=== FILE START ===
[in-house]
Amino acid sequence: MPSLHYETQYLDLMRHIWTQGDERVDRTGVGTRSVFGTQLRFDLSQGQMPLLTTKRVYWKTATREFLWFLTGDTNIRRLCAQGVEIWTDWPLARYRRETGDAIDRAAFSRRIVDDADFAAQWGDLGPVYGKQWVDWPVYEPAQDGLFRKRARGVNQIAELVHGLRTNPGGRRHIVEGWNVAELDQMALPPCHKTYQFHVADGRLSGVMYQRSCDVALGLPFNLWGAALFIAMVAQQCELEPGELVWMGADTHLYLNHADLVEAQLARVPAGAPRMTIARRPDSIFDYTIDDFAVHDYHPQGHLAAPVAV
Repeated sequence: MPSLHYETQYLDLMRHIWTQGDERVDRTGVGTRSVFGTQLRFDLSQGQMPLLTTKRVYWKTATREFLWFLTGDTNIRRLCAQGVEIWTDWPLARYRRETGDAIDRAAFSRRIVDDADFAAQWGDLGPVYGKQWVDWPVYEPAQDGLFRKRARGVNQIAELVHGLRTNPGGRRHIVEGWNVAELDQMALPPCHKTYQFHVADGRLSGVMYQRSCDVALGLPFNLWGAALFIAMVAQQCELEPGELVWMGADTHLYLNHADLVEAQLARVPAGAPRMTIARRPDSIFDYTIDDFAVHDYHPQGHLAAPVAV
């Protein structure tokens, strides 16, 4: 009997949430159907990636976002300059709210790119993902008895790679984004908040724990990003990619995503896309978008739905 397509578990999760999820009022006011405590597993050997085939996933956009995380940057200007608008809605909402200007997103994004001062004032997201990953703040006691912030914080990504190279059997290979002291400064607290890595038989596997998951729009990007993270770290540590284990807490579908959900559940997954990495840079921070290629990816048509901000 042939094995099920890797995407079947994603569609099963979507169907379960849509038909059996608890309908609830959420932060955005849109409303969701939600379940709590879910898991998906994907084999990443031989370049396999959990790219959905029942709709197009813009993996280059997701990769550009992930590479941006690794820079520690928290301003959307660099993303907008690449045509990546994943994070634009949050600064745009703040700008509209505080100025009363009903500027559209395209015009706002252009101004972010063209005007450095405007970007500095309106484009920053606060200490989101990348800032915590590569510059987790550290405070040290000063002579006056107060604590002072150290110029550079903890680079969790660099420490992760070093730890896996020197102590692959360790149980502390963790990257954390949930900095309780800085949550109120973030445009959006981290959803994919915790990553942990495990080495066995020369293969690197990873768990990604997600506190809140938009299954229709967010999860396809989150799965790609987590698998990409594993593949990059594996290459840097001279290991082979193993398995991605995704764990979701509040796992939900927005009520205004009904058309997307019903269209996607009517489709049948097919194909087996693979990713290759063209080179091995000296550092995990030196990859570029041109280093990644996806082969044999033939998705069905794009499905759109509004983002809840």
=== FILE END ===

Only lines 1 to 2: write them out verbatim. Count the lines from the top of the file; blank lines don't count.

[in-house]
Amino acid sequence: MPSLHYETQYLDLMRHIWTQGDERVDRTGVGTRSVFGTQLRFDLSQGQMPLLTTKRVYWKTATREFLWFLTGDTNIRRLCAQGVEIWTDWPLARYRRETGDAIDRAAFSRRIVDDADFAAQWGDLGPVYGKQWVDWPVYEPAQDGLFRKRARGVNQIAELVHGLRTNPGGRRHIVEGWNVAELDQMALPPCHKTYQFHVADGRLSGVMYQRSCDVALGLPFNLWGAALFIAMVAQQCELEPGELVWMGADTHLYLNHADLVEAQLARVPAGAPRMTIARRPDSIFDYTIDDFAVHDYHPQGHLAAPVAV